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Frick & Frack

One of the more popular genres of touring entertainers of the 1930s were professional ice skating shows.  They still exist today, but at one time they were far more popular, and a number of professional ice skating companies would tour the United States regularly.  There were the the Ice Cycles, Holiday on Ice, the Ice Capades, and the Ice Follies, among others.  They would tour from city to city, and drew audiences as well as any other form of live entertainment of the day.  The Ice Follies were even popular enough to be featured in the Joan Crawford film The Ice Follies of 1939, produced by MGM studios as an answer to the popular ice skating films of ice skating star Sonja Henie.

The Ice Follies featured large, elaborate productions, pooling the talents of numerous ice skating stars of the day.  It followed the structure of circus shows, with large, impressive numbers punctuated with smaller acts.  One of the smaller acts was a novelty skating team from Switzerland that combined the talents of Werner Groebli and Hansruedi Mauch, popularly known as Frick & Frack.

Publicity photo of Frick (right) & Frack (left) from the 1930s.
Their stage (rink?) names were their own inventions.  Frick is the name of a small village in Switzerland; Frack is the Swiss German word for a frock coat, which he wore during the early days of his performances on ice.  The pairing of the names was explained by Michael Mauch, the son of Frack: “They put the words together as a typical Swiss joke.”  (Humor does not always translate very well from one language to another.)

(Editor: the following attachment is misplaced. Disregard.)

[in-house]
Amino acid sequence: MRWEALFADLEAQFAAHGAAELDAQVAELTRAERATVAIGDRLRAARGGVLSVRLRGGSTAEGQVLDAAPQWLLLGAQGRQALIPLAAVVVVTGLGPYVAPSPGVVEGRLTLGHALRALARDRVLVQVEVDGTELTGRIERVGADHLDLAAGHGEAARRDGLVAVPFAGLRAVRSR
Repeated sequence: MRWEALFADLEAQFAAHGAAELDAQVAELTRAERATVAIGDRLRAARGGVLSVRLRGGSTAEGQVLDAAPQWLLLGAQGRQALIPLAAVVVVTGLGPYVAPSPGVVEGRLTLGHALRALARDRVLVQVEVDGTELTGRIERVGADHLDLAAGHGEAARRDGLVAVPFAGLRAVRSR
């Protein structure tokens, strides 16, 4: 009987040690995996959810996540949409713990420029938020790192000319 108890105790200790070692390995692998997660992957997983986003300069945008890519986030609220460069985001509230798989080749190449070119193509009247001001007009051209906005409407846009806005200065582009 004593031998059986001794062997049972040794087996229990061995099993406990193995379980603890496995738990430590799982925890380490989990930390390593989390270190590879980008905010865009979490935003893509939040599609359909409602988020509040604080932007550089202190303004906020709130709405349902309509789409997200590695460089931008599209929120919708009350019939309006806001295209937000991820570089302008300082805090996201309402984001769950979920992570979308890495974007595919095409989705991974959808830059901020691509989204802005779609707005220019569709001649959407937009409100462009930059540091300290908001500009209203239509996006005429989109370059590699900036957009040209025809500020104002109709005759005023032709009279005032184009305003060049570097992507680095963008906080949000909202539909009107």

The two skaters operated as a team until Frack’s retirement in 1953.  Frick continued to skate professionally as “Mr. Frick”, though he skated with other partners throughout his career.  Frack died in 1979, and Frick was forced into retirement in 1980 by an accident.  Frick died in Zurich, Switzerland, in 2008.

The duo’s names have made their way into the English language.  The term “Frick and Frack” is often used to describe two people who are always together, sometimes to the point where you can’t tell one from the other.  The expression is still widely used by people who have never seen the pair’s performances, or who are even aware that it’s a reference to real people.

Read more about Mr. Frick in this book, available on the website of your favorite massive online retailer.

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